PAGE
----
On Twitter, Michael asked: “any logic or hints on how to interpret the PCF parameter names returned as multiples from the com.ibm.mq.headers.pcf?” Which is a very good question but a proper answer is far too long to type there. There are several different ways that you can approach the problem, depending on what you are trying to do. So this post talks about decoding MQI constants.Continue reading “Decoding MQI constants”
MQ Application Activity reports have a lot of detail. This post shows a simple way to extract key fields for simpler processing.
Application Activity Trace
Application Activity Trace is a mechanism on the MQ Distributed platforms that give a report of all the MQI calls made by a program. Originally configured via a text file, MQ V9 enhanced them by allowing a monitoring application to subscribe to topics that describe the application or channel of interest.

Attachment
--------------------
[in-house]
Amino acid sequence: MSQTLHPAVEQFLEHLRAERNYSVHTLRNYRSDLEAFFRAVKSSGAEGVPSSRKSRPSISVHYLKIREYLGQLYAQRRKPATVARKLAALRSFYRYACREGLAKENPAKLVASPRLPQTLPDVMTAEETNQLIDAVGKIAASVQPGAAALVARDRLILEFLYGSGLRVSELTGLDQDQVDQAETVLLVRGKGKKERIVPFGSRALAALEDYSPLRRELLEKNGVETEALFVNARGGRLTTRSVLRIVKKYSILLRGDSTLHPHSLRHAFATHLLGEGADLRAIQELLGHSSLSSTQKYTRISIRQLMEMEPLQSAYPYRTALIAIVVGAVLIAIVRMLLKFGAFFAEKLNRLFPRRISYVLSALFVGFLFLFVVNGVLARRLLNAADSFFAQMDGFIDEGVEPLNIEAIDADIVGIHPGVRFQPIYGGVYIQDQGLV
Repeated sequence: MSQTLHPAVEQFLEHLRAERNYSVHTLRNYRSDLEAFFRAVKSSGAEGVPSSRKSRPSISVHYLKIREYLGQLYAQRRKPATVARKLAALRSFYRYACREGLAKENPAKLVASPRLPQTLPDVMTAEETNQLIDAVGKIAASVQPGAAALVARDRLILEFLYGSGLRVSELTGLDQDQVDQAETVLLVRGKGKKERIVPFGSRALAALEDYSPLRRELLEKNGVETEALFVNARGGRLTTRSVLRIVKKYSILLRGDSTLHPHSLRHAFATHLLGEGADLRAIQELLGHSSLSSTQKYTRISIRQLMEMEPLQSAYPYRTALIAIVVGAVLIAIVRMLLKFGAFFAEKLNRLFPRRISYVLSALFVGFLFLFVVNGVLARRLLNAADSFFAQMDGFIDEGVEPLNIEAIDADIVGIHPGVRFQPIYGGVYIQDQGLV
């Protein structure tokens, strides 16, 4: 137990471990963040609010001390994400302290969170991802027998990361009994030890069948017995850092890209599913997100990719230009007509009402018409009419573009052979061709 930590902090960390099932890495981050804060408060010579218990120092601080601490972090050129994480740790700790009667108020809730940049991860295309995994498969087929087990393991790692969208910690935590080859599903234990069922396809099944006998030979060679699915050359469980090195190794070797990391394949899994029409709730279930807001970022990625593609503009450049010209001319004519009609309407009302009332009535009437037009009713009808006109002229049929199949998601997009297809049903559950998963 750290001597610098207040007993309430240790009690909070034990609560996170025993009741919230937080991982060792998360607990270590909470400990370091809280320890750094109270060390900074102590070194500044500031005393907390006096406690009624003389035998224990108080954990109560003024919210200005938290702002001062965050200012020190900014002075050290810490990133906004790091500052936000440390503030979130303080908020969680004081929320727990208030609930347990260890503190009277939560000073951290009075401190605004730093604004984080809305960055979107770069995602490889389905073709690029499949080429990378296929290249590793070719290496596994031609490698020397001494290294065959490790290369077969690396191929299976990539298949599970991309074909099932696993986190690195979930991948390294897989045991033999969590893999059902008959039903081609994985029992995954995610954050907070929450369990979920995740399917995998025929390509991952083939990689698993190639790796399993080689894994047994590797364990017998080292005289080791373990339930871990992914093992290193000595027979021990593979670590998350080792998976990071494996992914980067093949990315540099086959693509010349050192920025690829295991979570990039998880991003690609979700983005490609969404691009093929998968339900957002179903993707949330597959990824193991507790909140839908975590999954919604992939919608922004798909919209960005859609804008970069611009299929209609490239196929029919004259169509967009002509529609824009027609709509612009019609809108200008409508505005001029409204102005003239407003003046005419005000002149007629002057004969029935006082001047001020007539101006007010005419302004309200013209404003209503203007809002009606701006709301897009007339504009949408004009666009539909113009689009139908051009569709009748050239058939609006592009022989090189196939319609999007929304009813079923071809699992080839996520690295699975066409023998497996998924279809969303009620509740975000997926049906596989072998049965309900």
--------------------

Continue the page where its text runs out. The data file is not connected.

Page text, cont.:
See how to extract key fields from events
MQ V9 added resource monitoring statistics that you can subscribe to. In this post I’m going to show how you can generate similar statistics from your own applications using the same model. For example, you may want to track how many successful and how many failed messages are being processed.
IBM MQ has always been able to generate event messages when something “interesting” has occurred in the queue manager. These events could be showing that a queue is full, or that there has been an authorisation failure; someone needing an audit trail might want to capture the command and configuration events. These events are written as MQ messages to well-known queues, using PCF structures which can be decoded to give the full description of the event.
This article is going to talk about some new code shipped with the V220.127.116.11 FixPack to make it easier to see what a queue manager is doing, simplify investigation of possible problems, and to assist with writing your own MQ applications. Formatting MQ Events is now available as part of the MQ product.
To start with, we need to talk a little about MQ’s event generation.